From here, you need to build for scale. Parsing transactions simultaneously, ensuring high throughput, low latency, and high availability, and implementing locking—these are all guardrails to be built in any scaling company. Building and testing this thoughtfully could take a team of two engineers another four to five months. Because of the nature of this problem, the mythical man-month principle applies here: more engineers don’t necessarily make this faster.

At scale, you may also need to build your use case. For example, you may want to have transactions take a status property, so they can be pending before they become posted. Or the ability to fetch balances as of specific dates. Or perhaps a fully featured UI linked to your ledger with SSO and RBAC your ops and finance team can use. This is at least six months of engineering time for a team of two. And this is not counting the indeterminate amount of work around building a push to warehouse, ERP, or integration with other systems.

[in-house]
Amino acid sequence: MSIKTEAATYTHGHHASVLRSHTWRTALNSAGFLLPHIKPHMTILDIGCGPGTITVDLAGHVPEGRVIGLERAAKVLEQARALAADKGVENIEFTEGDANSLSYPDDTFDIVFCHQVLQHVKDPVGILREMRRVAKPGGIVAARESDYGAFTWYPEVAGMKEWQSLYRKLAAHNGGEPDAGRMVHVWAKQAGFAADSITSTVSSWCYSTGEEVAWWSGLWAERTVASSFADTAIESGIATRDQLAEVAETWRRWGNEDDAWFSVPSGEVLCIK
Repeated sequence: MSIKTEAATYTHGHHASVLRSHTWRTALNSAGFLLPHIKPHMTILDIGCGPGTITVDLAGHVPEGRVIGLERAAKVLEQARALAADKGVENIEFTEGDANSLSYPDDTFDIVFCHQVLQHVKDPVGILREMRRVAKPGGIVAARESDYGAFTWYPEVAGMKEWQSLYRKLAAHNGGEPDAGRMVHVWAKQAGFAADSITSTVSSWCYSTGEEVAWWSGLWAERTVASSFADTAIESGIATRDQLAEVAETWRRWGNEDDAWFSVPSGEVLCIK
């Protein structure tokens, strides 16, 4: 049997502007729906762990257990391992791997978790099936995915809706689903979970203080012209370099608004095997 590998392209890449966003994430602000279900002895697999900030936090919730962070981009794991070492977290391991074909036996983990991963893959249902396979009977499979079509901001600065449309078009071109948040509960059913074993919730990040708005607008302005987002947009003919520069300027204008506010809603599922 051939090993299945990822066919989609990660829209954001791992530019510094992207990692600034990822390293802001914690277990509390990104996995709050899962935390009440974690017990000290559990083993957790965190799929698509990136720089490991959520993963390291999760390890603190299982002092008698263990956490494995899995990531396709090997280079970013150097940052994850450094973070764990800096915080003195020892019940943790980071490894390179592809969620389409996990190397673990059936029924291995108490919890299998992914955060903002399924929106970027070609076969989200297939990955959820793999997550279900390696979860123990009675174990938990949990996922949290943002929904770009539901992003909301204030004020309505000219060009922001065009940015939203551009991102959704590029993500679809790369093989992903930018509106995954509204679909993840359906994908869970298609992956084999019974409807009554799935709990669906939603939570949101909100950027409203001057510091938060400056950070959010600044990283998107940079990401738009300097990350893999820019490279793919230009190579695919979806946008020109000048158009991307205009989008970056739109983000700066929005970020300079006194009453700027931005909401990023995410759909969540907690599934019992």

Finally, as you grow, you will inevitably deal with scaling challenges. As we showcased in how and why ledgers break, more often than not, initial implementation designs fail overtime, consistency is compromised by scale, refactors become necessary, and as a result, your cost x time graph ends up looking like this:

Lopsided cost curve
Lopsided cost curve

Instead of like this:

Ideal cost curve
Ideal cost curve (a line)

Risk: the value of keeping your data with a trusted third party

The risk of using an external provider usually takes one of four forms:

  • Performance risk (your vendor not performing according to SLAs);
  • Data security risk (your vendor losing access to, leaking or being vulnerable to attacks on very important data);
  • Vendor risk (the chance of your provider running out of business);
  • Lock-in risk (the inability for you to move vendors if necessary).

On the flip side, the risks of building in-house are:

  • Human error/performance risk (your team not building well the first time due to lack of expertise or competing priorities);
  • Timeline/scope creep (building the right thing but in a way that takes way too long and that costs more money);
  • Technical debt (building the wrong thing or building the right thing in the wrong way).